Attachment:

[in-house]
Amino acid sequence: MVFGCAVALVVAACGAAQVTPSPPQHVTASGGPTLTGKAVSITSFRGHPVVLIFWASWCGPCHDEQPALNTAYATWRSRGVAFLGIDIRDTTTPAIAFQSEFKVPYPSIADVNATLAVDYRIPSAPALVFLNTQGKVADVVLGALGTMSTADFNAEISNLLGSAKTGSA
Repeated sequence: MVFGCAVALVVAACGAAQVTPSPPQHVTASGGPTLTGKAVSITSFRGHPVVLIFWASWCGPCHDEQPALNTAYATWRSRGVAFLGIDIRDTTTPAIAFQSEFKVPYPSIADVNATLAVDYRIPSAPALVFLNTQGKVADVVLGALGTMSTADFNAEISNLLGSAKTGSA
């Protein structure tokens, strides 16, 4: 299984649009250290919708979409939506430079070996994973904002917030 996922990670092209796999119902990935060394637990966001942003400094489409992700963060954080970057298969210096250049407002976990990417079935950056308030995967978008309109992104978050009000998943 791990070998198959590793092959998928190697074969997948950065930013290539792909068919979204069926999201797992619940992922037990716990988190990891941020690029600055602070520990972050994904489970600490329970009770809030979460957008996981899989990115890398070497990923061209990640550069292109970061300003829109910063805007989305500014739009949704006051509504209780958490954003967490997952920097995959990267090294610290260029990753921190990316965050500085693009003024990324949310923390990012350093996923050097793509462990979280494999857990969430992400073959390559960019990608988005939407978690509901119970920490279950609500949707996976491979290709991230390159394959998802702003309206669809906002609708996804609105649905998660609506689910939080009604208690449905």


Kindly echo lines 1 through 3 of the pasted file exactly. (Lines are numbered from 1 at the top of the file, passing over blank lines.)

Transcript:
[in-house]
Amino acid sequence: MVFGCAVALVVAACGAAQVTPSPPQHVTASGGPTLTGKAVSITSFRGHPVVLIFWASWCGPCHDEQPALNTAYATWRSRGVAFLGIDIRDTTTPAIAFQSEFKVPYPSIADVNATLAVDYRIPSAPALVFLNTQGKVADVVLGALGTMSTADFNAEISNLLGSAKTGSA
Repeated sequence: MVFGCAVALVVAACGAAQVTPSPPQHVTASGGPTLTGKAVSITSFRGHPVVLIFWASWCGPCHDEQPALNTAYATWRSRGVAFLGIDIRDTTTPAIAFQSEFKVPYPSIADVNATLAVDYRIPSAPALVFLNTQGKVADVVLGALGTMSTADFNAEISNLLGSAKTGSA